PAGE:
capture thumb PDF becomes an ISO standard. As soon as Adobe Reader 9 was released, Adobe’s popular PDF ( Portable Document Format ) has become an ISO standard.The ISO ( International Organization for Standardization ) has published a press release about the new standard called ISO 32000-1:2008.

Adobe Chief Technology Officer Kevin Lynch has been quoted about the move on this.

As governments and organizations increasingly request open formats, maintenance of the PDF specification by an external and participatory organization will help continue to drive innovation and expand the rich PDF ecosystem that has evolved over the past 15 years.

According to the ISO PDF standard abstract:

ISO 32000-1:2008 specifies a digital form for representing electronic documents to enable users to exchange and view electronic documents independent of the environment in which they were created or the environment in which they are viewed or printed. It is intended for the developer of software that creates PDF files (conforming writers), software that reads existing PDF files and interprets their contents for display and interaction (conforming readers) and PDF products that read and/or write PDF files for a variety of other purposes (conforming products).

It certainly has been a long time coming for the PDF standard which is widely used now. Wider recognition was awarded to PDF, when Adobe starting giving away the Adobe Reader for free, so that everyone could view PDF files. It is also one of the most widely used file formats for documents on the internet today. The latest version of PDF has incorporated support to view media enriched PDF documents with flash movies and Shockwave animations as well as enhanced  security system of 256-bit encryption, 3D images, word processing documents, improved form management and redaction, PDF portfolios and wrapping of video and animation with the introduction of Adobe Acrobat 9.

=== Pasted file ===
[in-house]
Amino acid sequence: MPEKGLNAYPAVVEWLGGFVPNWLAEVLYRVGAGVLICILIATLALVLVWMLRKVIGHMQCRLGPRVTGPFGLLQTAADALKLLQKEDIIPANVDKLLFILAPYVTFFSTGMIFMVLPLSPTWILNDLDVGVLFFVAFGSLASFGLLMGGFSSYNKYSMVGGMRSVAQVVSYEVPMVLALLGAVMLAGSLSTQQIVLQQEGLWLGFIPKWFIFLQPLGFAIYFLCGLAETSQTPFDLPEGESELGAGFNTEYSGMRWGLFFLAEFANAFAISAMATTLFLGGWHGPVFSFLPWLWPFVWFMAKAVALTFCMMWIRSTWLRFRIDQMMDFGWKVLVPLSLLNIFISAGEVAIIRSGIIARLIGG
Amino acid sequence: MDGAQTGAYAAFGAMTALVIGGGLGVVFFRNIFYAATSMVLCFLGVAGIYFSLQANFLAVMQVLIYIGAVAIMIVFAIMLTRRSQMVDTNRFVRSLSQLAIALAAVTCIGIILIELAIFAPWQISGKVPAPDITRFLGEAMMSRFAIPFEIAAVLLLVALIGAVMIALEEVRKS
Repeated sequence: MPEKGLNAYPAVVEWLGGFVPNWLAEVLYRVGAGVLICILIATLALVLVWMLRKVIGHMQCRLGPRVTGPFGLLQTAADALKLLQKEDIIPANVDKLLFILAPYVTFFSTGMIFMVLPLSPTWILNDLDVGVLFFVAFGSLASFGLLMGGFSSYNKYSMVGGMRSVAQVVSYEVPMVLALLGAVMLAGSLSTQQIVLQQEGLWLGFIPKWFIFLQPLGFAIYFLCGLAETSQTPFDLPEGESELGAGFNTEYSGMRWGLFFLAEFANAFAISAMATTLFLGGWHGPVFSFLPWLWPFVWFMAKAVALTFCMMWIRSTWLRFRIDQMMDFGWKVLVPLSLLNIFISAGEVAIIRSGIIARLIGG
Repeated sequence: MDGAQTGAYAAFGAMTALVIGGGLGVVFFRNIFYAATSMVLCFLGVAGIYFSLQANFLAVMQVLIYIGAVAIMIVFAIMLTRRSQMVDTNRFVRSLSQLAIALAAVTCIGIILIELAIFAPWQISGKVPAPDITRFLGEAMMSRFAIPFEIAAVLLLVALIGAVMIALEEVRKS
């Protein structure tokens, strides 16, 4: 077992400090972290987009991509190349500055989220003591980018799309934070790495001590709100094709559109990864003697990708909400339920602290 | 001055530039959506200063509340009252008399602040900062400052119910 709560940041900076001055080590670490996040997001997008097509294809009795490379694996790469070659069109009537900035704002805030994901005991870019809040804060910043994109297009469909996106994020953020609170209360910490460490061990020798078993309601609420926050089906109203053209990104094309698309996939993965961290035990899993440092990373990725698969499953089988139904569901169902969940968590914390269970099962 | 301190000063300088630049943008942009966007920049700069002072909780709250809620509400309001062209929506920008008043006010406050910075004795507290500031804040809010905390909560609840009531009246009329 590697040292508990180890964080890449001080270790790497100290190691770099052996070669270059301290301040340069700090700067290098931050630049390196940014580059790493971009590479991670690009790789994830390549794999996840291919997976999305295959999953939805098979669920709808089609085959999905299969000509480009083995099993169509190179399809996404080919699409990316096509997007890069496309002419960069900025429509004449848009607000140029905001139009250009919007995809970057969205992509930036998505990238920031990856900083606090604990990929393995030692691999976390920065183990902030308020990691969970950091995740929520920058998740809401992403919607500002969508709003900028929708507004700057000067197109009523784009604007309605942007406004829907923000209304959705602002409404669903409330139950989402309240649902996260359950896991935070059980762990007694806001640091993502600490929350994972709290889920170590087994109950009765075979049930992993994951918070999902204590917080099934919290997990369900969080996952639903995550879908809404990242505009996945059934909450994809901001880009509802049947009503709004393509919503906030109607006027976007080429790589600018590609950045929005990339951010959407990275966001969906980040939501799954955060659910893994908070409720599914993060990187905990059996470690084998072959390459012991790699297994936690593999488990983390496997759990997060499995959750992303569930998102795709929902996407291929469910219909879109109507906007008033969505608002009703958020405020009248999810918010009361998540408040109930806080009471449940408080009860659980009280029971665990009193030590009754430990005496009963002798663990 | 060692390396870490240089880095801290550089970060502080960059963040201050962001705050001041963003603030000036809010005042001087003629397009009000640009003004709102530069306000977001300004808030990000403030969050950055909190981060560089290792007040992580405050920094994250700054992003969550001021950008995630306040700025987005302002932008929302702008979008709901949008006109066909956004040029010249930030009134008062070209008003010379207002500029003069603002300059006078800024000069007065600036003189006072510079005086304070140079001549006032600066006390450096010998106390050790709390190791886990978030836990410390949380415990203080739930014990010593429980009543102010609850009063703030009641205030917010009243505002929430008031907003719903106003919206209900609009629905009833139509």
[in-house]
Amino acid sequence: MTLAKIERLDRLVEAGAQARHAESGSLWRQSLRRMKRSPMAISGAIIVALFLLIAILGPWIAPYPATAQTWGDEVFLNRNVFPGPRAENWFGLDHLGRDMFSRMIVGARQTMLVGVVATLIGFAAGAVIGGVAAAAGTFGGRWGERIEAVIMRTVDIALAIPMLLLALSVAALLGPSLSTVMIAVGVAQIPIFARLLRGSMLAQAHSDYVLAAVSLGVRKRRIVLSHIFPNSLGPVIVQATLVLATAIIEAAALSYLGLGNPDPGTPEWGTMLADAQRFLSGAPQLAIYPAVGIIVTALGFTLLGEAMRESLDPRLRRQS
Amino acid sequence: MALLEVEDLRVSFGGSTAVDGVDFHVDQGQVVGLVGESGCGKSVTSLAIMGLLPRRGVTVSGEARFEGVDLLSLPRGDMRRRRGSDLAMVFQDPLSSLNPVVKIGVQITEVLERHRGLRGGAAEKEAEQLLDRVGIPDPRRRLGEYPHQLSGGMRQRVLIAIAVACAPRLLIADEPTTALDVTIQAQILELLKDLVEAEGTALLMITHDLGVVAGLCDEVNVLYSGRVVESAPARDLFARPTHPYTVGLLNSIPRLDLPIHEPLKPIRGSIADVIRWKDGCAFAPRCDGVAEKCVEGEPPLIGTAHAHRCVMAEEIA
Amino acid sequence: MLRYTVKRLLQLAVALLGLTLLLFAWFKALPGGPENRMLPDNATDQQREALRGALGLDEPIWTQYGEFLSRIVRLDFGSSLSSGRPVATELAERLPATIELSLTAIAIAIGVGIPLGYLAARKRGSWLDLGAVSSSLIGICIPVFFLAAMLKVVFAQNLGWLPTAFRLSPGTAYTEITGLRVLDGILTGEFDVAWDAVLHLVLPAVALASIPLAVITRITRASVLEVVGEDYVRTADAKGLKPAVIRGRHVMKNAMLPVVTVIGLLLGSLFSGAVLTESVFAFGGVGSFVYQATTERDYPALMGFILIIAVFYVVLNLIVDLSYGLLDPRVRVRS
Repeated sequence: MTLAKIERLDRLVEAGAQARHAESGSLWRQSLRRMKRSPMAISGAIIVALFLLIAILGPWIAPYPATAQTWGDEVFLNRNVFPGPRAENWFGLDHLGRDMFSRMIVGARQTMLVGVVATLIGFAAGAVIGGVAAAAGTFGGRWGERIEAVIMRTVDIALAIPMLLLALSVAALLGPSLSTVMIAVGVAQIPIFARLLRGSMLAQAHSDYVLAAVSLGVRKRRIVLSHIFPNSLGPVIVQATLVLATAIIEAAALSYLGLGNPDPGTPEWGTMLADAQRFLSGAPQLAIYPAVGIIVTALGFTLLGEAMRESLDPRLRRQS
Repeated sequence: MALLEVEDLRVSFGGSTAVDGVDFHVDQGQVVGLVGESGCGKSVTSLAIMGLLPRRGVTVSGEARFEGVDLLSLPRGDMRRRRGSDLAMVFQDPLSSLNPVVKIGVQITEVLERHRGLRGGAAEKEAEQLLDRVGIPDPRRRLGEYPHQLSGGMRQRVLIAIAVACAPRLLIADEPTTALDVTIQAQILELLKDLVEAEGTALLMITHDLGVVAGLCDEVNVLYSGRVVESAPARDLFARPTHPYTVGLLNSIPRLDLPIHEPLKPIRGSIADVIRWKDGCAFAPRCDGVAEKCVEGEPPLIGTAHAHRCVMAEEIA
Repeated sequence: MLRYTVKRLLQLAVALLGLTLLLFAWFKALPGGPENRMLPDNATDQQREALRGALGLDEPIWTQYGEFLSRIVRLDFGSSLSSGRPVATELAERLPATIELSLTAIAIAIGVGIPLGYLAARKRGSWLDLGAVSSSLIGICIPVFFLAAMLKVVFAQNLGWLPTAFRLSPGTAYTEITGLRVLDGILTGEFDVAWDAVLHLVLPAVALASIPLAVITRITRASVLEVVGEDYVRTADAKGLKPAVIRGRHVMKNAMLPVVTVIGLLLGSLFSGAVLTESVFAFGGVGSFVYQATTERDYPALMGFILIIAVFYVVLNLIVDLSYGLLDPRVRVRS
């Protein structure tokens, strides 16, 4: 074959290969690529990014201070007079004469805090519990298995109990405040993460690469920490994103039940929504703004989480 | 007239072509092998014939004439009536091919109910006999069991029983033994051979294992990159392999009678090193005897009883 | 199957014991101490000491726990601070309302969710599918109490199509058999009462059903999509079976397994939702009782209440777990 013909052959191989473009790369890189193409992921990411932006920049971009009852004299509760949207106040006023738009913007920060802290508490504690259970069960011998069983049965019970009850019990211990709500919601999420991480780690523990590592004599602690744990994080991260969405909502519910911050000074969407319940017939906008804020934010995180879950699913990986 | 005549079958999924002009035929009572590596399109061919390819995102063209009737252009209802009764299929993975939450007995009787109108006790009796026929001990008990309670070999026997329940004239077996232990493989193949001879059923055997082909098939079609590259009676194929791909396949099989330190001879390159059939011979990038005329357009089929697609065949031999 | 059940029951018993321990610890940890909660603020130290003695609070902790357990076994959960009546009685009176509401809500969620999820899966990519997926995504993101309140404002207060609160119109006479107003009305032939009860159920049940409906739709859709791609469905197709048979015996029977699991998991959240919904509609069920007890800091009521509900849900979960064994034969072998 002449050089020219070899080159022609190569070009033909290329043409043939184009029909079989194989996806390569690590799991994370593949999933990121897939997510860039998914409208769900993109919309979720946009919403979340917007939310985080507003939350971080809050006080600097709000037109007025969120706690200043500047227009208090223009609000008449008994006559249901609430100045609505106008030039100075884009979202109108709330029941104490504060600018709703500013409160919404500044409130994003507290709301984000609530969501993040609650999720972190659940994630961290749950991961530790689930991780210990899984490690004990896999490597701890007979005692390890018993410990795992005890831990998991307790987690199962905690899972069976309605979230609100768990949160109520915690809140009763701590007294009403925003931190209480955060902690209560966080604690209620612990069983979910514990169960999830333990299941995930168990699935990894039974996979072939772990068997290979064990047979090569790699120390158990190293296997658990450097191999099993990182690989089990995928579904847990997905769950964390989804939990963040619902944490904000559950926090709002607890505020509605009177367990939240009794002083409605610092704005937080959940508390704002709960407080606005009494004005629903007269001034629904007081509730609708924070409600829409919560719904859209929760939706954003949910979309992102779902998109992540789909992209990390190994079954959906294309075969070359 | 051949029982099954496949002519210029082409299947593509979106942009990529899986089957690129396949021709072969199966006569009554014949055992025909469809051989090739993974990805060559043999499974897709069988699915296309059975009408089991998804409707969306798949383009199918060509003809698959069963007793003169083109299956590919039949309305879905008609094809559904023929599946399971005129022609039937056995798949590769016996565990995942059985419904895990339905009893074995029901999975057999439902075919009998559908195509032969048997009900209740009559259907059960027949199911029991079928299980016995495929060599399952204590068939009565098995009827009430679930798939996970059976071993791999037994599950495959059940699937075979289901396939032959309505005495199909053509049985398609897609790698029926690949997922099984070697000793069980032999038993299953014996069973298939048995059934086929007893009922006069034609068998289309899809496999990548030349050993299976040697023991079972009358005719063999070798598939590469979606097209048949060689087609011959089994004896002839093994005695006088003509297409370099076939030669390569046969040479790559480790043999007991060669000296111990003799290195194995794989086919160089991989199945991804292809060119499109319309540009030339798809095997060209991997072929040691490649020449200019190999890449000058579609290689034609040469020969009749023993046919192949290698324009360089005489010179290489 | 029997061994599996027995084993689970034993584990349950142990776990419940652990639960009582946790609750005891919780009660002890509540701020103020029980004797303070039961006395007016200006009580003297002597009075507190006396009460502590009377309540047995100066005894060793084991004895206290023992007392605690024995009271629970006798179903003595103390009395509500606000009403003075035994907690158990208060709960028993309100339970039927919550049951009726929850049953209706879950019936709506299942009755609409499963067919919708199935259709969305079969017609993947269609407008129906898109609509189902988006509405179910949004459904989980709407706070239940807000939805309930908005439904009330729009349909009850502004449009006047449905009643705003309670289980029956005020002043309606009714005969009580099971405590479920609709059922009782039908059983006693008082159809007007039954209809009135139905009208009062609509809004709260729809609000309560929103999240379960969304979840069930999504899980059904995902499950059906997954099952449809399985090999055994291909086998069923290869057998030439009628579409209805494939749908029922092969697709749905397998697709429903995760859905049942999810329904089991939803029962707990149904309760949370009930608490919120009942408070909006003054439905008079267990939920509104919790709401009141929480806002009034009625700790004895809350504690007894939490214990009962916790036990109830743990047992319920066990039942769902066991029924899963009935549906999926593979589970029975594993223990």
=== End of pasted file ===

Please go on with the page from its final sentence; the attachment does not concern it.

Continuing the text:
The format has gone from strength to strength, and it’s popularity has been stated by Josh Lowensohn at Webware:

As for consumers, the PDF format has been a hit or miss affair on the Web. PDFs are well-known for taking a long time to open in browsers with Adobe’s own Reader software. Others like Apple have come in and integrated PDF reading into its Safari browser, while users of Firefox have sought third-party solutions like Foxit to speed up the process. Likewise, PDF search results on Google have had an “open as HTML” option for some time now, letting users forgo formatting for speed.

 He has also raised the importance of ISO certification by stating the fact that when any file format gets ISO certified, it becomes more attractive to governments and large corporate customers.

Microsoft has created their own XPS format against PDF, which is natively supported by Windows Vista and can be printed and viewed through the built in XPS viewer. How it’ll create any room for itself now that PDF will get popularity amongst corporate users is yet to be seen.